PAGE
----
Words nearby acroparesthesia
ABOUT THIS WORD
What is acroparesthesia?
Acroparesthesia is a tingling, prickling, burning, or numb feeling in the hands or feet. These feelings, which can be very painful, are sometimes the result of compressed nerves in the affected areas.
Acroparesthesia is a form of paresthesia, which is an abnormal sensation in the body, such as prickling or itching. You have probably experienced mild, temporary paresthesia if you’ve ever felt pins and needles when your foot, say, has fallen asleep after crossing your legs for too long.
Acroparesthesia is one of the major symptoms of Fabry disease, a rare genetic disorder. In people with this disease, episodes of acroparesthesia can be especially intense and severe.
Two kinds of acroparesthesia are classified as peripheral vascular diseases, which especially affect blood vessels outside the heart that convey blood to the extremities of the body. Atherosclerosis, or when fatty substances result in the buildup of plaque on artery walls, is the leading cause of peripheral vascular disease.
The first kind is simple acroparesthesia, also known as Schultze’s type, and is named for Friedrich Schultze, a German neurologist who notably described acroparesthesia in the 1890s. The second is vasomotor acroparesthesia, or Nothnagel’s type, after another German neurologist, Hermann Nothnagel.
Schultze and Nothnagel provided some of the earliest accounts of acroparesthesia. Some researchers maintain that, today, most of the early patients with acroparesthesia would actually be diagnosed with carpal tunnel syndrome.
While uncommonly used outside of medical and scientific contexts, acroparesthesia received some popular attention—and concern—during the 2020 coronavirus pandemic. In a small percentage of patients, doctors found that some people infected with COVID-19 showed signs of neurological conditions, including seizures, strokes, and acroparesthesia.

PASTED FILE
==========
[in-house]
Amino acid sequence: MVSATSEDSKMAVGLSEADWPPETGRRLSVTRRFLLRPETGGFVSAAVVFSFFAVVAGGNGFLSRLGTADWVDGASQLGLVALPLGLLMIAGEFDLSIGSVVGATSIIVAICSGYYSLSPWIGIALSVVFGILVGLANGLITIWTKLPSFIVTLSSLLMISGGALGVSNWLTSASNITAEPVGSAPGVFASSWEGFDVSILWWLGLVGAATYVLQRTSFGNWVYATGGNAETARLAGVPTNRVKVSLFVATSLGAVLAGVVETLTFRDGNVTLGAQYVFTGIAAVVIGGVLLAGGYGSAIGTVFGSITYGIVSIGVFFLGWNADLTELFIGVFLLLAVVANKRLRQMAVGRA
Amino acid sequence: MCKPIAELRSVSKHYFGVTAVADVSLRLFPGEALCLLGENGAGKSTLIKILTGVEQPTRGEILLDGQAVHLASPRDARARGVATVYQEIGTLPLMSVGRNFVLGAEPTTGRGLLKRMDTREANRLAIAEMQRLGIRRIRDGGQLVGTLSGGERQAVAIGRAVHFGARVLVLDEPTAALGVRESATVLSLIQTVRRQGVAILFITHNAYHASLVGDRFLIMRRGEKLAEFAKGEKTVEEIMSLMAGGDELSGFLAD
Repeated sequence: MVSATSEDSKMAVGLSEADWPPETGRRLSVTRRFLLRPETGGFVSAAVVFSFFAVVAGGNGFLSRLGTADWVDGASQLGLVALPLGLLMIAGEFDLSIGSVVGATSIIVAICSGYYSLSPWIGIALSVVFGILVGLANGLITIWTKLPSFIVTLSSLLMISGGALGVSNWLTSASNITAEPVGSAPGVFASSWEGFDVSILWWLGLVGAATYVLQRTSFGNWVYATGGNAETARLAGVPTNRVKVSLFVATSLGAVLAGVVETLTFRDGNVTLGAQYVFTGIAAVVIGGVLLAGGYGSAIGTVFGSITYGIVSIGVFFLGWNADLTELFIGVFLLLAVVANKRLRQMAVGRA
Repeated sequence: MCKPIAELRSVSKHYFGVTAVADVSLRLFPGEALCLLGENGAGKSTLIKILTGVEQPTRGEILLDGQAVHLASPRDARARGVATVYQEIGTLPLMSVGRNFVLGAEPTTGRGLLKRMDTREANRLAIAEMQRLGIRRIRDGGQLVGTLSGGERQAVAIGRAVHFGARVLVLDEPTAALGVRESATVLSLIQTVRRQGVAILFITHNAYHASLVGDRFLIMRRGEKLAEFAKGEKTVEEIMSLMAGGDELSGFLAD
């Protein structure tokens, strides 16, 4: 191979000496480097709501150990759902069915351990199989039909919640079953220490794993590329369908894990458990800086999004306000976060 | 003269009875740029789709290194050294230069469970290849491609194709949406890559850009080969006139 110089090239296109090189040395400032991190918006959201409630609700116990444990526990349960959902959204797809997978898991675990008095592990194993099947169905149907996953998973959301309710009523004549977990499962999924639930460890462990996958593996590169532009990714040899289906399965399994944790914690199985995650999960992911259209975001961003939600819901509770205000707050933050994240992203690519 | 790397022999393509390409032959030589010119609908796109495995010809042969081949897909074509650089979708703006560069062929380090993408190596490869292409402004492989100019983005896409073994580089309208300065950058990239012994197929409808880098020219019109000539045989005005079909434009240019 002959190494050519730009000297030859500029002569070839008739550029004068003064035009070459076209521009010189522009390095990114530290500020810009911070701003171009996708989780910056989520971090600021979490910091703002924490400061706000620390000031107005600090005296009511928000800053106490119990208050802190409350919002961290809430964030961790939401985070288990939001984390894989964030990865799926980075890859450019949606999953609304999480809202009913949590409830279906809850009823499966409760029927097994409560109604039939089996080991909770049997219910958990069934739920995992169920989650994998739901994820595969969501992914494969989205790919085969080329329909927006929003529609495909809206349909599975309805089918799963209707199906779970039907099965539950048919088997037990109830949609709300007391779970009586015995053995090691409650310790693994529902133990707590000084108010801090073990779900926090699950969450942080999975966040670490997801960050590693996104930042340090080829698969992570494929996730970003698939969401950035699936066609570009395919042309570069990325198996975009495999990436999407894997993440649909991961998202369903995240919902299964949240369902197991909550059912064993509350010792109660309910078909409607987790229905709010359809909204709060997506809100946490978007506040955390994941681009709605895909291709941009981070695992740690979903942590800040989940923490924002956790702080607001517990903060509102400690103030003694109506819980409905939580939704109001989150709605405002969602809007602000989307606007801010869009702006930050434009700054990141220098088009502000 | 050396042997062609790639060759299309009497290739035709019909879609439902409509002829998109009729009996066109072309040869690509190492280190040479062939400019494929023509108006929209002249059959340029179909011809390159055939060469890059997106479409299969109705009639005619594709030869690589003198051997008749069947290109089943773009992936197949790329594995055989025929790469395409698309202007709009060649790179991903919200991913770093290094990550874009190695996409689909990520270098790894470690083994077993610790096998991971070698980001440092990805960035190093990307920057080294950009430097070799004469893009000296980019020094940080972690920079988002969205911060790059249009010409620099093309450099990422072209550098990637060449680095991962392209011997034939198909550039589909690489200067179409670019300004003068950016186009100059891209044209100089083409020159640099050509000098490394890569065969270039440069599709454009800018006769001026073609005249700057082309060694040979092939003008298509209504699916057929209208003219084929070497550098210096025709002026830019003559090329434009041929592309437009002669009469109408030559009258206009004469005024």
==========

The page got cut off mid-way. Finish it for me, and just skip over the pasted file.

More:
Where does acroparesthesia come from?
Acroparesthesia is first recorded in the late 1800s. The word is composed of the combining form acro- and paresthesia.
Let’s take these parts one at a time. This is a deep dive, yes, but we think you’ll see that knowing a little Greek can help make a daunting technical term like acroparesthesia a little more manageable. You might apply this learning to other challenging words.
Acro- is a combining form that variously means “height, tip end, extremities of the body.” (Bodily extremities refers to the limbs, especially the hands and feet.) Acrophobia, for example, is the fear of heights. Acro- derives from the Greek ákros, “topmost, highest.” This word is also at the root of such words as acrobat and acropolis.
Now, to paresthesia. Paresthesia, to review from above, refers to an abnormal sensation, such as prickling or itching. Recorded since the mid-1800s, paresthesia is also made up of Greek roots.
Par- is a variant of the prefix para-, which is ultimately from the Greek preposition pará, meaning “beside, beyond,” among other senses. Parabola and paradox are two familiar words that feature this prefix.
Now, the second part of paresthesia is esthesia, which means “capacity for feeling or sensation; sensitivity.” It comes from the Greek aísthēsi, “sensation, perception.” Consider the word anesthesia, which literally means “lack of feeling.”
Putting it all together, acroparesthesia has the literal sense of, well, abnormal (par-) sensation (esthesia) in the body’s extremities (acro-).
In British English, acroparesthesia is spelled acroparaesthesia. The plural form of acroparesthesia can be either acroparesthesiae or acroparesthesias.